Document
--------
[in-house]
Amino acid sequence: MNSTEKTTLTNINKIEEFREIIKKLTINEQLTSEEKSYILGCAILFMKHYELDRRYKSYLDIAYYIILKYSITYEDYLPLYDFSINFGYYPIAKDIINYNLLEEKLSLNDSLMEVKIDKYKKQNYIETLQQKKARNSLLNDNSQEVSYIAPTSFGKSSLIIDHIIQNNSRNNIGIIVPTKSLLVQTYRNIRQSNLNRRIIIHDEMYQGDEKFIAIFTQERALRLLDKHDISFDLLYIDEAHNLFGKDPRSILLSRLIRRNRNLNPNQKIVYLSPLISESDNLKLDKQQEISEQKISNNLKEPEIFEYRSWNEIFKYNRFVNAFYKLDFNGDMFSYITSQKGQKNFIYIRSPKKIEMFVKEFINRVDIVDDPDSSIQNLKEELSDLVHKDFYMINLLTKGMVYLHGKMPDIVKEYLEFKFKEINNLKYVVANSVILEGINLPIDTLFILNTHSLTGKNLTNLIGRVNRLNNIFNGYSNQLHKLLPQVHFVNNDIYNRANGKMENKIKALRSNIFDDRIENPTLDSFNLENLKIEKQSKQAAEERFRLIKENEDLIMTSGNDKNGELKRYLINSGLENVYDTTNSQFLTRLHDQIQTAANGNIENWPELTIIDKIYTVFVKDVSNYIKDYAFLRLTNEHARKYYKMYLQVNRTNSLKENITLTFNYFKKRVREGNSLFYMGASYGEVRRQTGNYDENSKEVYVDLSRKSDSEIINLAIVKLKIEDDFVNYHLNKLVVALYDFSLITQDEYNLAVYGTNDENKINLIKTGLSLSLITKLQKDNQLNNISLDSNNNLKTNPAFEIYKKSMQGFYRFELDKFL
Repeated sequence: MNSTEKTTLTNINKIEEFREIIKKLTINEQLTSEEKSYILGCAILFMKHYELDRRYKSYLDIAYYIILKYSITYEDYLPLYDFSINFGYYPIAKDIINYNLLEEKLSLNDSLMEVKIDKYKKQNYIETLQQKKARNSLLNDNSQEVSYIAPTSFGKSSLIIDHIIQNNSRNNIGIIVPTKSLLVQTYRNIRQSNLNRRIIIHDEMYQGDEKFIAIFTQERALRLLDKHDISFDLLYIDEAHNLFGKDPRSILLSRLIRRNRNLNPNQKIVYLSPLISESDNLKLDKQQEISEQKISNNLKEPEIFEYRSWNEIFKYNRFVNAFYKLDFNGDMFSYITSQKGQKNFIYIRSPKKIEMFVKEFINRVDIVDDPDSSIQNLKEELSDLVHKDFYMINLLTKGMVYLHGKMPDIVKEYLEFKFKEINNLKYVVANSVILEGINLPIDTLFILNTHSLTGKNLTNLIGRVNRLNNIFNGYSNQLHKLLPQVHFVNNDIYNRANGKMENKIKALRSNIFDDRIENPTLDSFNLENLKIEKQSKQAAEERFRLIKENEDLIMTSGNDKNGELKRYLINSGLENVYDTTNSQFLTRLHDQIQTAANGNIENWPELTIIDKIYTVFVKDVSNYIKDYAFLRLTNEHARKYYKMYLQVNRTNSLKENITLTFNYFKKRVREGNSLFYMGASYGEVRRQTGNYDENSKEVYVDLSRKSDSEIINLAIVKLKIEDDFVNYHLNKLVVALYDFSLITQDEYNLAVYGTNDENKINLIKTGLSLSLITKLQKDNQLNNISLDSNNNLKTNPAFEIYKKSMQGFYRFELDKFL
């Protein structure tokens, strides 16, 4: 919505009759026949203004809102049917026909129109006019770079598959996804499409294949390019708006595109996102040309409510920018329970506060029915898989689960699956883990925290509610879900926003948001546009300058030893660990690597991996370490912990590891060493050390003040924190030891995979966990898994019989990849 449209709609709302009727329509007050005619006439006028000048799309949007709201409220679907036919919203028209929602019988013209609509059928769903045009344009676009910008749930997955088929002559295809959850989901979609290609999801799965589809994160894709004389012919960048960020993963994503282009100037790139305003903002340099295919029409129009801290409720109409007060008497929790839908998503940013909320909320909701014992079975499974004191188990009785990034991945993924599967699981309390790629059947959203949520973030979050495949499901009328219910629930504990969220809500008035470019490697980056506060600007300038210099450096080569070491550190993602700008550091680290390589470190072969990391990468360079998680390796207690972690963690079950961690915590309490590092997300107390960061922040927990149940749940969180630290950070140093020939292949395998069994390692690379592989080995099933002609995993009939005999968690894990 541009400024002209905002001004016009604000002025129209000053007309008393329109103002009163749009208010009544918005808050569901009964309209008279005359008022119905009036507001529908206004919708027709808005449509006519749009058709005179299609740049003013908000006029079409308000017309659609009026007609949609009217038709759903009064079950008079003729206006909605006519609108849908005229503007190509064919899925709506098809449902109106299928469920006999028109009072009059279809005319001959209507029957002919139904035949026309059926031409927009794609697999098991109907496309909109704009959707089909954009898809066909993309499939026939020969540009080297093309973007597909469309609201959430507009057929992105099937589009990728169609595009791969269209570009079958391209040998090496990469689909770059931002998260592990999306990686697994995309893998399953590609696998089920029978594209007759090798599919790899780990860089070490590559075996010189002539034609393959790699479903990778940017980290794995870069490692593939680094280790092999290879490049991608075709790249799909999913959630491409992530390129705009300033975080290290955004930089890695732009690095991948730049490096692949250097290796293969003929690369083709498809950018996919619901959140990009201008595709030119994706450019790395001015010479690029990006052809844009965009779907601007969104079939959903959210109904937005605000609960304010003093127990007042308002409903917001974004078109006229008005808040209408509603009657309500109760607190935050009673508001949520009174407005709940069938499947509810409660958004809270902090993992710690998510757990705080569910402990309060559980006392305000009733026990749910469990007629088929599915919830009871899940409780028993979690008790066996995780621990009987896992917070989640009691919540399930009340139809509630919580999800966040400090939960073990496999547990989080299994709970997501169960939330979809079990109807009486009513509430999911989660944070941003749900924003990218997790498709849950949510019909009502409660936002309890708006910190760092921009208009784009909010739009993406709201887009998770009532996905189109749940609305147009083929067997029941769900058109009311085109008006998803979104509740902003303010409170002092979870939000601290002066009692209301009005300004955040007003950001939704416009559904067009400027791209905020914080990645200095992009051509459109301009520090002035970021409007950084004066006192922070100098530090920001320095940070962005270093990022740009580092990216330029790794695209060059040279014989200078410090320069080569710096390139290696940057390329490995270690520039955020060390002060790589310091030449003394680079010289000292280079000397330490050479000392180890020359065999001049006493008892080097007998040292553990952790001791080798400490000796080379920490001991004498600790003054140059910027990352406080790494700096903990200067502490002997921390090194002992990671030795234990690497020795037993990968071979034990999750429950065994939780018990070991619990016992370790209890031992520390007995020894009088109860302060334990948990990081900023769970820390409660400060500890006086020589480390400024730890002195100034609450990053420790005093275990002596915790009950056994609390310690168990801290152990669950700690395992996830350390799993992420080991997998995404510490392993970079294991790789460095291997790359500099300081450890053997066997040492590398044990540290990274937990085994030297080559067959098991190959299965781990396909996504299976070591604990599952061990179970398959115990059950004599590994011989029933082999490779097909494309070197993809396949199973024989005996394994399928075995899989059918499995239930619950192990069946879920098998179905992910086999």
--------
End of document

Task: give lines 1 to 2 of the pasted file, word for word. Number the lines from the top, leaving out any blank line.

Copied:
[in-house]
Amino acid sequence: MNSTEKTTLTNINKIEEFREIIKKLTINEQLTSEEKSYILGCAILFMKHYELDRRYKSYLDIAYYIILKYSITYEDYLPLYDFSINFGYYPIAKDIINYNLLEEKLSLNDSLMEVKIDKYKKQNYIETLQQKKARNSLLNDNSQEVSYIAPTSFGKSSLIIDHIIQNNSRNNIGIIVPTKSLLVQTYRNIRQSNLNRRIIIHDEMYQGDEKFIAIFTQERALRLLDKHDISFDLLYIDEAHNLFGKDPRSILLSRLIRRNRNLNPNQKIVYLSPLISESDNLKLDKQQEISEQKISNNLKEPEIFEYRSWNEIFKYNRFVNAFYKLDFNGDMFSYITSQKGQKNFIYIRSPKKIEMFVKEFINRVDIVDDPDSSIQNLKEELSDLVHKDFYMINLLTKGMVYLHGKMPDIVKEYLEFKFKEINNLKYVVANSVILEGINLPIDTLFILNTHSLTGKNLTNLIGRVNRLNNIFNGYSNQLHKLLPQVHFVNNDIYNRANGKMENKIKALRSNIFDDRIENPTLDSFNLENLKIEKQSKQAAEERFRLIKENEDLIMTSGNDKNGELKRYLINSGLENVYDTTNSQFLTRLHDQIQTAANGNIENWPELTIIDKIYTVFVKDVSNYIKDYAFLRLTNEHARKYYKMYLQVNRTNSLKENITLTFNYFKKRVREGNSLFYMGASYGEVRRQTGNYDENSKEVYVDLSRKSDSEIINLAIVKLKIEDDFVNYHLNKLVVALYDFSLITQDEYNLAVYGTNDENKINLIKTGLSLSLITKLQKDNQLNNISLDSNNNLKTNPAFEIYKKSMQGFYRFELDKFL